Now US presidents will reward students for academic as well as athletic prowess
To reward a youngster's physical prowess, the Johnson adminstration initiated the Presidential Physical Fitness Award. Now, Ronald Reagan has his own laurel to present.
High school students noted for running through math obstacles, computer science gymnastics, or adeptly tackling Thoreau are eligible to receive the Presidential Academic Fitness Award.
''The response has been overwhelming,'' says Wayne Roberts, deputy undersecretary of the Department of Education, in an interview here.
''The letters went out this month, and we already have 2,000 schools nominating 30,000 seniors for awards. We've heard from every state in the nation ,'' he says.
Educators contacted were pleased, if less effusive.
''We've had the physical fitness program for so many years. I'm glad to finally see this. It's a small but positive step,'' says Lou Gappmayer, principal of Bozman Senior High School in Montana.
To qualify for the gold-colored pin and certificate signed by the President, seniors must meet three criteria:
* Attain a cumulative B-plus average through their high school years.
* Receive a score placing them at or above the 80th percentile on a national college achievement test (such as SAT.)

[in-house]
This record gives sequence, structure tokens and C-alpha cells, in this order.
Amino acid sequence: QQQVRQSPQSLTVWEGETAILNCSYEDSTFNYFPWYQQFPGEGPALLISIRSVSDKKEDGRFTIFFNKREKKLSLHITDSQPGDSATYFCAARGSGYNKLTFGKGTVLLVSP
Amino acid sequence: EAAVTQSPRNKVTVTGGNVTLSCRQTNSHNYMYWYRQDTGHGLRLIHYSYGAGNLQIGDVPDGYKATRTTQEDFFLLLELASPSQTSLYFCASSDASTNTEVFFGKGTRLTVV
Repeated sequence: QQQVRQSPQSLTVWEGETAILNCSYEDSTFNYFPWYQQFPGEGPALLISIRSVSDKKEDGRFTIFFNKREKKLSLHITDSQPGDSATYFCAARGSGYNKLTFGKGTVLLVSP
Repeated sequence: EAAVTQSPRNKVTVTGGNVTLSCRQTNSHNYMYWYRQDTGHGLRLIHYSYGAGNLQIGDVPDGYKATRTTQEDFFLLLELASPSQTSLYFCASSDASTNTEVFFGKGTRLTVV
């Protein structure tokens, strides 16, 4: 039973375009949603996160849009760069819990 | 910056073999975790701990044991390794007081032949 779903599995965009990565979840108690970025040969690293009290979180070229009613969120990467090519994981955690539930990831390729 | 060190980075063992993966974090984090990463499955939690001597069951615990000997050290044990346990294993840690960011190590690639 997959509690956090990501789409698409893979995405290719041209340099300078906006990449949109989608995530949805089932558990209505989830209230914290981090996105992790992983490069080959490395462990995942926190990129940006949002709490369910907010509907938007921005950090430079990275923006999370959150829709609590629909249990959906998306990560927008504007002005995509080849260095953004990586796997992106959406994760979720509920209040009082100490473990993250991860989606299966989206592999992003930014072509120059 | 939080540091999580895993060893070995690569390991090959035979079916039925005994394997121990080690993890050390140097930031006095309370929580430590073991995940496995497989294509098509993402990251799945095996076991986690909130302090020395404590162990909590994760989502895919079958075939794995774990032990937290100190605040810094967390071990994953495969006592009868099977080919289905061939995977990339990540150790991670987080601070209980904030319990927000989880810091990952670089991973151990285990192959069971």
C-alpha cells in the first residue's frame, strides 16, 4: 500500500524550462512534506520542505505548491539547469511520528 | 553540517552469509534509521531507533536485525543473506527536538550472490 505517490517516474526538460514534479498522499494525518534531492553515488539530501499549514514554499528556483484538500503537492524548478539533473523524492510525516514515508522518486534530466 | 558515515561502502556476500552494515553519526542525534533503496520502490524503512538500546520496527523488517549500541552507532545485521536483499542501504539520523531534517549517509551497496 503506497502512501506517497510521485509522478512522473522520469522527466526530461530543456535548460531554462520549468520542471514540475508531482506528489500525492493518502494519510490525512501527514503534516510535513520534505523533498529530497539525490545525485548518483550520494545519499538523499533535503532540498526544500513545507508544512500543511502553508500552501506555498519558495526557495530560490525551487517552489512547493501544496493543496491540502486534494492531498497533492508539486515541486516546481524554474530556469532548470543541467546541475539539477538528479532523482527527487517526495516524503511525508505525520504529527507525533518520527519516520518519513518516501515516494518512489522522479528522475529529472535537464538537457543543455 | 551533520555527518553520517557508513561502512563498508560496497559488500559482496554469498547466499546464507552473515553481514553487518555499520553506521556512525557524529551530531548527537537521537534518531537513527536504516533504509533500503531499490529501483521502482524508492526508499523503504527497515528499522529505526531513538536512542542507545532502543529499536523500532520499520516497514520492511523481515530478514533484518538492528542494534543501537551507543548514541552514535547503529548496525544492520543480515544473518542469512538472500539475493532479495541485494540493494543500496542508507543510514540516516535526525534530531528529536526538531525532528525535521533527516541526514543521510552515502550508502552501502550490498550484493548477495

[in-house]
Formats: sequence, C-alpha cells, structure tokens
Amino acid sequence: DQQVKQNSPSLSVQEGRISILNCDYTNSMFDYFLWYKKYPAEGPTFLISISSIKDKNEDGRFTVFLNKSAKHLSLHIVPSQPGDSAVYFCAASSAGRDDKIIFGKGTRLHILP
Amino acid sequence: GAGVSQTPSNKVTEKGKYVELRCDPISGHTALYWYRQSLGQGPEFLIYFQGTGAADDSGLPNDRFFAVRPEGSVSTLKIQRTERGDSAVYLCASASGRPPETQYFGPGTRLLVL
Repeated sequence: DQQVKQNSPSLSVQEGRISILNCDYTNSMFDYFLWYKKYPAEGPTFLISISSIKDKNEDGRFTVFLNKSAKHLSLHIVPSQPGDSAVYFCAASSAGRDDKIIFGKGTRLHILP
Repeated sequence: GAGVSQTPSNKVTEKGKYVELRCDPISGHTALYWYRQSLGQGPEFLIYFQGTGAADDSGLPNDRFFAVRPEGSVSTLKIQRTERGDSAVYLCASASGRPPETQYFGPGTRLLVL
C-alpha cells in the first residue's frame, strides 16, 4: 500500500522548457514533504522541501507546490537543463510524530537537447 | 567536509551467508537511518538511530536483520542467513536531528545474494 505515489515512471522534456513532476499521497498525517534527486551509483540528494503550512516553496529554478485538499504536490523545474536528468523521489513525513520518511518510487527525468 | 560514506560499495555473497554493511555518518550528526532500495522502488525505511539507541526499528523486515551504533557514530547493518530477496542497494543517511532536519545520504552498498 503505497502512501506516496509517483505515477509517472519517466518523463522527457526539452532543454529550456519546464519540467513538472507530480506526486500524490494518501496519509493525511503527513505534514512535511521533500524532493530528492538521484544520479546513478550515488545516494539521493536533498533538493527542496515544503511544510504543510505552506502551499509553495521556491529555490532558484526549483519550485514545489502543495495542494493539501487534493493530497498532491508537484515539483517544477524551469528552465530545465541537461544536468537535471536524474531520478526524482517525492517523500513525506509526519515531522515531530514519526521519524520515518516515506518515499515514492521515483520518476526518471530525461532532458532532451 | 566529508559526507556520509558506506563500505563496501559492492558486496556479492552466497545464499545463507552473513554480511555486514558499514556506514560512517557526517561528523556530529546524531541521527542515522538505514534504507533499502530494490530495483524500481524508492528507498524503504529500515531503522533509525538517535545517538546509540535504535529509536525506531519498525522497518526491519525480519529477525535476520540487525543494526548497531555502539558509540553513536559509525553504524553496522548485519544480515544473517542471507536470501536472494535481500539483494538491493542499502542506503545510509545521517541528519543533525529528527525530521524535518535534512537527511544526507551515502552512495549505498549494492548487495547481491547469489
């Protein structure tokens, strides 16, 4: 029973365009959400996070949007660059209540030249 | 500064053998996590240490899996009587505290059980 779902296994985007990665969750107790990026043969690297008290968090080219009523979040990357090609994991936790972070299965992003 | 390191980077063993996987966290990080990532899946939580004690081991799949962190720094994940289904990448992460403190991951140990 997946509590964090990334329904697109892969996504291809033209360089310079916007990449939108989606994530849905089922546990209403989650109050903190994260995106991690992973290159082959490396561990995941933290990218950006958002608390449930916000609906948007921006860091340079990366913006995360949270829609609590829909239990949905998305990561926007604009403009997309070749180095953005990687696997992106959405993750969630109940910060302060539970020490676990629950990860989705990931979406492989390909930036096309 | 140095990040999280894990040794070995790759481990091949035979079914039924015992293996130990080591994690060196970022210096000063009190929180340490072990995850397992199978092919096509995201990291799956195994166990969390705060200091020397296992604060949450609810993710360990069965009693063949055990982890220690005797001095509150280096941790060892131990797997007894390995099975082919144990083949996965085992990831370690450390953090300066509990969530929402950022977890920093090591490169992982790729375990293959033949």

* Be credited with a total of 12 course units in any one or some of the ''new basics'' - English, math, science, social studies, foreign languages, and computer science.
The award and the ''new basics'' courses originate from the National Commission on Excellence in Education report, the administration's much-ballyhooed blueprint for education reform.
Scott Widmeyer is glad Reagan is responding to the commission's report. But ''the response lacks substance,'' says the spokesman for the American Federation of Teachers. ''I don't want to see the academic fitness program serve as a substitute for more direct federal efforts at improving education.''
Mr. Widmeyer complains that while the adminstration hands out awards and Congress debates school prayer for months, bills aimed at meeting the shortage of math and science teachers are languishing on the Hill.
Deputy Undersecretary Roberts, here to participate in a merit pay seminar, points out that the administration's $50 million science and math bill has passed the House and is awaiting Senate approval. But for the most part, he says , funding education reforms is the responsibility of state and local government. ''Thirty-three states and the District of Columbia have already responded with reform packages.''